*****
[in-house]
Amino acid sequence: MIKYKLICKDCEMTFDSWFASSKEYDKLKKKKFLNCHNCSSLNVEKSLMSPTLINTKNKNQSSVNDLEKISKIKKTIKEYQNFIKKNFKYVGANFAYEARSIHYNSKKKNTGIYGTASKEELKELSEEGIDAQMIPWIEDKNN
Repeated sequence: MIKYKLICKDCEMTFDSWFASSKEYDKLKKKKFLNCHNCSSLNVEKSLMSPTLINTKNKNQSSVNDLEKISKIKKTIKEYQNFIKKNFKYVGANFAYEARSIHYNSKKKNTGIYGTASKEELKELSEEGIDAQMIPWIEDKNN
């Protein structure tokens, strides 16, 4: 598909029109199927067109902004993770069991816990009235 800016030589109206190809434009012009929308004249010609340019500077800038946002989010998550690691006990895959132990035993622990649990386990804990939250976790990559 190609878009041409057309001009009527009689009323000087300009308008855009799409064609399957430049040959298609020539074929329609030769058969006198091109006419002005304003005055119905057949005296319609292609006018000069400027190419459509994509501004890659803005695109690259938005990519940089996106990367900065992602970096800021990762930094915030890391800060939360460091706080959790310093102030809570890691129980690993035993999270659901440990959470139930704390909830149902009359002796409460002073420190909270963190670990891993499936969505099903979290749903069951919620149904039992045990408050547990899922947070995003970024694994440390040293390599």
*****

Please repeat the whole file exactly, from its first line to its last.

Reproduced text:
[in-house]
Amino acid sequence: MIKYKLICKDCEMTFDSWFASSKEYDKLKKKKFLNCHNCSSLNVEKSLMSPTLINTKNKNQSSVNDLEKISKIKKTIKEYQNFIKKNFKYVGANFAYEARSIHYNSKKKNTGIYGTASKEELKELSEEGIDAQMIPWIEDKNN
Repeated sequence: MIKYKLICKDCEMTFDSWFASSKEYDKLKKKKFLNCHNCSSLNVEKSLMSPTLINTKNKNQSSVNDLEKISKIKKTIKEYQNFIKKNFKYVGANFAYEARSIHYNSKKKNTGIYGTASKEELKELSEEGIDAQMIPWIEDKNN
């Protein structure tokens, strides 16, 4: 598909029109199927067109902004993770069991816990009235 800016030589109206190809434009012009929308004249010609340019500077800038946002989010998550690691006990895959132990035993622990649990386990804990939250976790990559 190609878009041409057309001009009527009689009323000087300009308008855009799409064609399957430049040959298609020539074929329609030769058969006198091109006419002005304003005055119905057949005296319609292609006018000069400027190419459509994509501004890659803005695109690259938005990519940089996106990367900065992602970096800021990762930094915030890391800060939360460091706080959790310093102030809570890691129980690993035993999270659901440990959470139930704390909830149902009359002796409460002073420190909270963190670990891993499936969505099903979290749903069951919620149904039992045990408050547990899922947070995003970024694994440390040293390599």